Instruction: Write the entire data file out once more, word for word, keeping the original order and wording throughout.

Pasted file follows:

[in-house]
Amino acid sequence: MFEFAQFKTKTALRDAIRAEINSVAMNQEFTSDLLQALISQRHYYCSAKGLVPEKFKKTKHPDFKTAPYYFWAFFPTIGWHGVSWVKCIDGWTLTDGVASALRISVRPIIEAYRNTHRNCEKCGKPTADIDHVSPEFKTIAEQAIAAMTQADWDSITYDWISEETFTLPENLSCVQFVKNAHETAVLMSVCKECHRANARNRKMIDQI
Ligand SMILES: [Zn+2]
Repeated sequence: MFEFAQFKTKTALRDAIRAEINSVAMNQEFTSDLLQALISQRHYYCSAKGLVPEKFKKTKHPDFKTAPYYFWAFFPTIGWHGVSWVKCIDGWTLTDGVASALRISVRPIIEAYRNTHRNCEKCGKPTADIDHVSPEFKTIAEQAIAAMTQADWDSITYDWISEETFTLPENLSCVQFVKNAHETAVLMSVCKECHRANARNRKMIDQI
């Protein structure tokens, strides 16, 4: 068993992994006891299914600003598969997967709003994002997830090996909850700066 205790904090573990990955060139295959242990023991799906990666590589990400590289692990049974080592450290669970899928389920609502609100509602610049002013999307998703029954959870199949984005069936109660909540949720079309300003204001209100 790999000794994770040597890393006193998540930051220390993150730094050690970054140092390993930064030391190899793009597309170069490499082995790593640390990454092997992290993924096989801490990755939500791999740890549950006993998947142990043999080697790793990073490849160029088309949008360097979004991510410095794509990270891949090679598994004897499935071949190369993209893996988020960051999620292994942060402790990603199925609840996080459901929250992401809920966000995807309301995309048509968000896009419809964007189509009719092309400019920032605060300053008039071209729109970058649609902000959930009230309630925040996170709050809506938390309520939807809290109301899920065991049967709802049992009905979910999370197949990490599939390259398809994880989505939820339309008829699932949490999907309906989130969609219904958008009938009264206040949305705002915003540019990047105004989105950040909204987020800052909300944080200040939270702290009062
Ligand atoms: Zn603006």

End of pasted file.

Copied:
[in-house]
Amino acid sequence: MFEFAQFKTKTALRDAIRAEINSVAMNQEFTSDLLQALISQRHYYCSAKGLVPEKFKKTKHPDFKTAPYYFWAFFPTIGWHGVSWVKCIDGWTLTDGVASALRISVRPIIEAYRNTHRNCEKCGKPTADIDHVSPEFKTIAEQAIAAMTQADWDSITYDWISEETFTLPENLSCVQFVKNAHETAVLMSVCKECHRANARNRKMIDQI
Ligand SMILES: [Zn+2]
Repeated sequence: MFEFAQFKTKTALRDAIRAEINSVAMNQEFTSDLLQALISQRHYYCSAKGLVPEKFKKTKHPDFKTAPYYFWAFFPTIGWHGVSWVKCIDGWTLTDGVASALRISVRPIIEAYRNTHRNCEKCGKPTADIDHVSPEFKTIAEQAIAAMTQADWDSITYDWISEETFTLPENLSCVQFVKNAHETAVLMSVCKECHRANARNRKMIDQI
């Protein structure tokens, strides 16, 4: 068993992994006891299914600003598969997967709003994002997830090996909850700066 205790904090573990990955060139295959242990023991799906990666590589990400590289692990049974080592450290669970899928389920609502609100509602610049002013999307998703029954959870199949984005069936109660909540949720079309300003204001209100 790999000794994770040597890393006193998540930051220390993150730094050690970054140092390993930064030391190899793009597309170069490499082995790593640390990454092997992290993924096989801490990755939500791999740890549950006993998947142990043999080697790793990073490849160029088309949008360097979004991510410095794509990270891949090679598994004897499935071949190369993209893996988020960051999620292994942060402790990603199925609840996080459901929250992401809920966000995807309301995309048509968000896009419809964007189509009719092309400019920032605060300053008039071209729109970058649609902000959930009230309630925040996170709050809506938390309520939807809290109301899920065991049967709802049992009905979910999370197949990490599939390259398809994880989505939820339309008829699932949490999907309906989130969609219904958008009938009264206040949305705002915003540019990047105004989105950040909204987020800052909300944080200040939270702290009062
Ligand atoms: Zn603006």